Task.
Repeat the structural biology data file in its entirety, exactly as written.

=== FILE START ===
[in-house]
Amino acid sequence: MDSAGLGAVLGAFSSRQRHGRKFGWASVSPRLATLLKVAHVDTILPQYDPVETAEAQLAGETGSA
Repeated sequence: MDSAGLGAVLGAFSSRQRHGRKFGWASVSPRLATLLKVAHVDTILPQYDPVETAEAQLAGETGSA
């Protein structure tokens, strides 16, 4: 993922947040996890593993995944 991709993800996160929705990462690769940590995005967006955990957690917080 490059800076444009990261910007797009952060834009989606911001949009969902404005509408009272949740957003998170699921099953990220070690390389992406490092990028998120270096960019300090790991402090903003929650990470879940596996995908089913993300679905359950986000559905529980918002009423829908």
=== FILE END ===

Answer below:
[in-house]
Amino acid sequence: MDSAGLGAVLGAFSSRQRHGRKFGWASVSPRLATLLKVAHVDTILPQYDPVETAEAQLAGETGSA
Repeated sequence: MDSAGLGAVLGAFSSRQRHGRKFGWASVSPRLATLLKVAHVDTILPQYDPVETAEAQLAGETGSA
């Protein structure tokens, strides 16, 4: 993922947040996890593993995944 991709993800996160929705990462690769940590995005967006955990957690917080 490059800076444009990261910007797009952060834009989606911001949009969902404005509408009272949740957003998170699921099953990220070690390389992406490092990028998120270096960019300090790991402090903003929650990470879940596996995908089913993300679905359950986000559905529980918002009423829908």